One of Woody’s first observations about the Snakebite was that the gun is pulled close to your body, which I was able to photograph for the record on Sunday:
You’ll notice that Woody is wearing his dress belt, the only one he currently owns, which is thin leather in both width and height; it’s not designed to hold up much more than the nice pants you put on for Sunday-morning church services. That would explain the instability that Woody experienced with the Snakebite, which I confirmed by taking it away from him and putting it on with my wider, thicker belt – one that’s actually capable of doing more than looking good:
Also, note that Dennis’ order form includes a place for you to tell him how wide your usual belt is so that he can make the slots with that in mind; the Fugly that I ordered was made for my everyday belt and fits very nicely. Dennis is not in the business of mass-producing generic holsters; he customizes his offerings based on what you tell him you want and need.
For the Snakebite, Dennis included a nice amount of leather between your gun and your body; there’s enough to protect both you and your gun, but not so much that you feel like you did when you were a little kid, trying on your dad’s hat or your Mom’s shoes (whatever you did when you were growing up – I won’t judge you regardless). With the Mil Pro, it’s difficult to get a good grip during the draw, but that’s another observation related to the prototype, not the finished product. The Mil Pro, you see, has a very-short butt; it’s so short, in fact, that I managed to catch the side of my little, girly hand between the mag well and magazine when I loaded mine for the first time. There’s just not much there, so getting a solid, drawing grip on the Mil Pro requires a good-sized combat cut.
Concealment is a big deal here in Texas because we don’t have OC at all right now, so Woody and I were very interested in finding out how well the Snakebite conceals even with an awkward gun like the MilPro. For the photos, Woody simply untucked his dress shirt, but that simple act is sufficient for concealment:
Another huge plus is that this holster is very comfortable; it’s small enough to be unobtrusive without sacrificing important things like a covered trigger guard. Woody, Dad, and I all took turns carrying with the Snakebite with great results. I actually forgot, after about twenty minutes, that I was even carrying, which is something that I’ve experienced only with a couple of other holsters before. (One of them was custom made for my gun, which explains a lot.)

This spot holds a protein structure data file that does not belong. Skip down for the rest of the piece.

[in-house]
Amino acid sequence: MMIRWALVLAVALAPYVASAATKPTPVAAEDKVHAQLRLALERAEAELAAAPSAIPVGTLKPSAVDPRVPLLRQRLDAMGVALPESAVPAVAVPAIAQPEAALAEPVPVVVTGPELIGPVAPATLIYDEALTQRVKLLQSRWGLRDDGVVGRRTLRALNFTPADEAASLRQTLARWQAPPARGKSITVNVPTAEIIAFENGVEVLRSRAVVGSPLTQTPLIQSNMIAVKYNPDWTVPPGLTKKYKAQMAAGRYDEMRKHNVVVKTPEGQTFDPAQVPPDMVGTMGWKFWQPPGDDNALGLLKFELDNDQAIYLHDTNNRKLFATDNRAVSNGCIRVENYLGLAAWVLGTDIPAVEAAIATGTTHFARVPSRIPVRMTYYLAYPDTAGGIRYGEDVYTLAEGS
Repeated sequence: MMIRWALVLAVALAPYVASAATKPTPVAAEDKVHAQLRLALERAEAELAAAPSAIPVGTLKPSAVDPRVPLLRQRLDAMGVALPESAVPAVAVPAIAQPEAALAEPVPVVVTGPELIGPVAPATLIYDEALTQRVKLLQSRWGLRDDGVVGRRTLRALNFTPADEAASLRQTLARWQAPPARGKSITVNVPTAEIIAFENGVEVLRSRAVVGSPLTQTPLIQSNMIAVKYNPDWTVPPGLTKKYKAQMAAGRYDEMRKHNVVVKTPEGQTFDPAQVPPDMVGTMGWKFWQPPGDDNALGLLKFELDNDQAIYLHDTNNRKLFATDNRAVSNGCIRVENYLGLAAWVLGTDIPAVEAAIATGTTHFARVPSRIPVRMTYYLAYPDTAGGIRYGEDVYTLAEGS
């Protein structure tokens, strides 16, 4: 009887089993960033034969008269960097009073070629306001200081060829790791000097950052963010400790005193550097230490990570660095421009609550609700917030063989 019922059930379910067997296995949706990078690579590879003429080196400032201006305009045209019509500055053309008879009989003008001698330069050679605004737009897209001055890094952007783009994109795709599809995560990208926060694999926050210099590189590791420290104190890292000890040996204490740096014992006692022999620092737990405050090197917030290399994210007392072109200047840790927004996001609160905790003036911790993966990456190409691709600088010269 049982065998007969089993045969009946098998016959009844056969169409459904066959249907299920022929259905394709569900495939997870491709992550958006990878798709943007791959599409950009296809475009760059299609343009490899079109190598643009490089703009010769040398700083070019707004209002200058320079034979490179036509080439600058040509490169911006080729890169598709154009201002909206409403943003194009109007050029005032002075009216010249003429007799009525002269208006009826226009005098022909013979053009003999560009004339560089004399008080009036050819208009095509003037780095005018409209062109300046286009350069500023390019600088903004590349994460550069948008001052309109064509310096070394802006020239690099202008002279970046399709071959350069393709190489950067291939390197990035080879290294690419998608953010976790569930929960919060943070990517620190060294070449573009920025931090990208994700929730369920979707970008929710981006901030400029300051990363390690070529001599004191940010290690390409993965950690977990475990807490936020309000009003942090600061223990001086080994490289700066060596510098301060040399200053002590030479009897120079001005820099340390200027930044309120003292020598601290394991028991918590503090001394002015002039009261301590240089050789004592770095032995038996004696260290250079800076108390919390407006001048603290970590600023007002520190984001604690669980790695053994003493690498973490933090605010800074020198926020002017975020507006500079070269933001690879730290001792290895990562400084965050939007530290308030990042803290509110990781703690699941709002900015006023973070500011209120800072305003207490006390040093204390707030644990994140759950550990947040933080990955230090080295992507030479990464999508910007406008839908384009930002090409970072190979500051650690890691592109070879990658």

Overall, everyone in the Cranky Clan likes the Snakebite and are currently arguing over which person will get to keep it. They seem to have forgotten that my name, not one of theirs, was on the box that contained this holster as well as the Fugly, but I’m sure that a bit of forceful persuasion about their heads and shoulders will clear up this wee misunderstanding.
The only thing I dislike about the Snakebite is that it’s too nice for concealed carry. This holster is gorgeous and really needs to be shown off, so I’d go with a plainer design that wouldn’t bother me to keep concealed. I’ll happily give Dennis more business in the future because I like both of the holsters that he’s sent my way so far; the workmanship is great; the price is very reasonable; and these holsters are truly American made.
*Only $39.99 plus shipping? That’s it? Really? I paid roughly twice that for the CrossBreed that, like Dennis’ holsters, was custom made for a specific firearm. I would have been downright suspicious of the low price, but I did my shopping after reading what other gunnies had to say about Dennis’ work; I knew that it was good and, when I saw the price tag, I was downright giddy.